A Legend Brings Soul to Seoul


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INTERVIEW Checking in with John Legend C’99

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John Legend C’99 has come a long way since his days on Locust Walk. Today he is an internationally renowned musician, songwriter, actor, philanthropist, and down-to-earth nice guy. His roots are in gospel and soul, yet he hits a sweet spot with the masses that makes him a household name. He’s collaborated with everyone from Snoop Dogg to Kanye West to the Roots. He’s also traveled a lot, including on a recent Asia tour, during which Kathy Kearns C’00, who is now living in Seoul, caught up with him.

This is your second time playing in Seoul, this time with two sold-out shows. How does it feel to be back?

It’s great. The fans here are super-loving and receptive and energetic. It’s a performer’s dream when you get to play for people like that. I was kind of surprised the first time I came, because I had no idea how much love and support they would show. It was really good the first time and it was great last night too, and I expect that it will be tonight as well.

Any particular emerging artists or sounds that really inspire you at the moment?

Well, I did a cover of an Adele song, “Rolling in the Deep,” because I really love the song, and it certainly inspired me. And I actually do it in the show, so you’ll see it live if you see the show.

Kanye West also inspires me, even though I work with him closely and directly, but his recorded music is actually an inspiration to me as well. He’s so creative, always pushing himself and pushing where it can go creatively—not only with the music, but also with the visuals and everything else he does.

Is there anyone you haven’t worked with yet but would like to?

Beyoncé—because, in my opinion, she’s one of the best singers of popular music. Period. Any style, any genre, she’s just incredible vocally. And I would love to write for her, because you always want your songs sung by someone who can sing like that.

What knowledge or skills did Penn give you, that you feel helped you get where you are today?

Going to a school with international appeal and recognition and international students gives you a little more perspective and broadens your horizons and outlook. You listen to a wider range of things, and then all of those things influence the way you create.

Some of my very good friends, some of my best friends, are people that I sang with in school. Actually, one of my managers was a couple of years ahead of me in Counterparts at Penn.

What advice would you give to aspiring musicians at Penn today?

Well, first of all it’s a difficult business to break into, so have a Plan B, like I did. [Laughs.] But just because you have a Plan B doesn’t mean you can’t give it your all and really put a lot of time and effort into being a great musician. And while you’re young the most important thing you can do is get better at whatever you do. If you want to play guitar, be the best guitarist. If you want to play piano, be the best pianist. Now’s the time for you to practice and learn and grow and meet a lot of people who you can collaborate with, so do it.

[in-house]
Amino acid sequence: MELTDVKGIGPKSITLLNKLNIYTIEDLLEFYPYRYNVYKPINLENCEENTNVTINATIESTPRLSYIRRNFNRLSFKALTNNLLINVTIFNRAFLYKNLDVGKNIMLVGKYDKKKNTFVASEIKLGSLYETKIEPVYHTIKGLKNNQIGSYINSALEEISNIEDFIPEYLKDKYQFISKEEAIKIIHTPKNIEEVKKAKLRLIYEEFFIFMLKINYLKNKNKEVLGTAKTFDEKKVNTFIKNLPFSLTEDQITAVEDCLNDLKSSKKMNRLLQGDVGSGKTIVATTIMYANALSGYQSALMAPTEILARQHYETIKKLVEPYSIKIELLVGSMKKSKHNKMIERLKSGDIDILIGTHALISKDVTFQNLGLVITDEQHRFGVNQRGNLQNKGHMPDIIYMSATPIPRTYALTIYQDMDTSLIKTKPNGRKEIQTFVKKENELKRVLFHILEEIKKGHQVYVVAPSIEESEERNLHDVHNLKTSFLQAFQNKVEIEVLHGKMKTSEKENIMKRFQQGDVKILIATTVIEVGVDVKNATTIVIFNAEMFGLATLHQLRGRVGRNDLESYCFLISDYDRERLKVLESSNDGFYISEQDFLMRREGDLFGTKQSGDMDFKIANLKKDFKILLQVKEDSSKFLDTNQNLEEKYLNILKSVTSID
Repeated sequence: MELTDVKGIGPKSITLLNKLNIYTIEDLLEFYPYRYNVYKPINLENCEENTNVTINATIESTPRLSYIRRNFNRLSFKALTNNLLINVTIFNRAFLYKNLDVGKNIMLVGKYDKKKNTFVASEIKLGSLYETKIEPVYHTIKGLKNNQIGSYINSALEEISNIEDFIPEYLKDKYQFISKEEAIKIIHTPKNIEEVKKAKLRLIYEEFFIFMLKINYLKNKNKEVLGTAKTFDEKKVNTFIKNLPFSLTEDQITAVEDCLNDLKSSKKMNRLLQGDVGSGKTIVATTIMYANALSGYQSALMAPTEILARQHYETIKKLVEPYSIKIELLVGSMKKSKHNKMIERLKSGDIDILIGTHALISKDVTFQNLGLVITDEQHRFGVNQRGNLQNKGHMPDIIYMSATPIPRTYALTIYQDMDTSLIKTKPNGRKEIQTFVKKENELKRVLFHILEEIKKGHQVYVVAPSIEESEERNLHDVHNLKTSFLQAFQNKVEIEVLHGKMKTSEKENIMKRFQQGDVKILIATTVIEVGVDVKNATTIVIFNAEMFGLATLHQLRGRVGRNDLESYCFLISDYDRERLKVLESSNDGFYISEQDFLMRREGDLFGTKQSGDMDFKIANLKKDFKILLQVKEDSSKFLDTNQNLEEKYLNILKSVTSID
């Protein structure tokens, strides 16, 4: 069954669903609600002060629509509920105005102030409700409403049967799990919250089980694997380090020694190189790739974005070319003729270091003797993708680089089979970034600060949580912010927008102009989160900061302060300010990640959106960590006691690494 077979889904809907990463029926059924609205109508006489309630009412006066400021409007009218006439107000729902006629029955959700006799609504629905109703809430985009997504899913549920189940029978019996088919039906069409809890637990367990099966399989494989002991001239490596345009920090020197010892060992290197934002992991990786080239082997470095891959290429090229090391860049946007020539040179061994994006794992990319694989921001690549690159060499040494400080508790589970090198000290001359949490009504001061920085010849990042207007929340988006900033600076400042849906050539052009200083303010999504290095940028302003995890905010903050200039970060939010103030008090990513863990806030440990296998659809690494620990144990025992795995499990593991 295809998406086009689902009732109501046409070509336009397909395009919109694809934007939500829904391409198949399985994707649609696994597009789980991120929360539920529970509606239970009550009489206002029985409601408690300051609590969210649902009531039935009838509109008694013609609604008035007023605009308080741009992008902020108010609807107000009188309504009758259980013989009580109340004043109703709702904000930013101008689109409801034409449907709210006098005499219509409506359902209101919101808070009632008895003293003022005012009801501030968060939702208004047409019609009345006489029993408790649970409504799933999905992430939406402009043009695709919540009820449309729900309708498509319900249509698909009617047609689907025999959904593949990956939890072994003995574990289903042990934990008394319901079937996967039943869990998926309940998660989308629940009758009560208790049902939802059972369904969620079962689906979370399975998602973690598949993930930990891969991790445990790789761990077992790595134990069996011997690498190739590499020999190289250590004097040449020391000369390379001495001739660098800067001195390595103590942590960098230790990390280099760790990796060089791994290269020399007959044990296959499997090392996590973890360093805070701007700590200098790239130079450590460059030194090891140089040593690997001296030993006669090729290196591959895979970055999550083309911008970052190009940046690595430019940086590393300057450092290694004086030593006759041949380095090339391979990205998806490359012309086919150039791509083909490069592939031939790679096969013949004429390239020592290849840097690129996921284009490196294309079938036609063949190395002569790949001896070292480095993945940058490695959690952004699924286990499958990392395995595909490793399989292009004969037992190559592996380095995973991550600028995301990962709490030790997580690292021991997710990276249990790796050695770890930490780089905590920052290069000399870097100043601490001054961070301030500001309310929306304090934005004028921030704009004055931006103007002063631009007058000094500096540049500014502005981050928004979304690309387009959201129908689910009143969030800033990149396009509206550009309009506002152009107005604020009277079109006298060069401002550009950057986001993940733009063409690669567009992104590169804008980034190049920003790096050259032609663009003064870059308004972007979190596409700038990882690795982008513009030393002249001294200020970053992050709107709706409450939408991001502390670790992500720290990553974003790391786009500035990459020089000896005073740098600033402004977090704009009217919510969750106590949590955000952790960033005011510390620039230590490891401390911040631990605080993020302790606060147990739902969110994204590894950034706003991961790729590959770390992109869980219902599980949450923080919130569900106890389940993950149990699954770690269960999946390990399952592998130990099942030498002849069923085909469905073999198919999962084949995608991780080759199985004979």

Penn was actually a good place for me to meet people that were involved in the music business or had a future in being involved in the music business. Through Penn connections I met Kanye, I met my lawyer, and through my lawyer I met my manager. I met Snoop Dogg because one of my classmates at Penn ended up working for Snoop and actually is his manager now. So you never know who you’ll meet at Penn that will help you make it in the business.

Is a new album in the works?

Yeah, I’m working on a new album now and it’s actually pretty far along. I’ve written a lot of songs that I think will be on the album, but it probably won’t get finished until after I tour this summer, because it’s hard for me to work on an album and tour at the same time. We’ll see how much I can get done, but I’d like to have most of the songs written by the summer. I’ll do all of the production—tweaking, arranging, and things of that nature—over the summer and the early fall. And then probably put a first single out in the fall.

Through your non-profit organization, the Show Me Campaign, you have been helping to improve the public-education system in the US. How can the Penn community get involved?

Well, is the best way to find out anything. You can donate there and students can apply for fellowships there. We give multiple fellowships of $3,000 for students to work for free at a nonprofit. They just have to submit a proposal to us as to what they want to do for the summer—what area they want to work in and how they think it’s going to help fight global poverty or fight for education reform.

It’s been a good year of progress in the education-reform movement. I think the film Waiting for Superman, which I was a part of, had a lot to do with it. There’s been a wave of governors and state legislatures of both parties that have said it’s time to get serious about reform. We found that the most important thing you can do for student achievement is having great adults in front of the students every day, so a lot of the reform is happening in the area of making sure that teacher quality is kept up.

©2011 The Pennsylvania Gazette
Last modified 6/24/11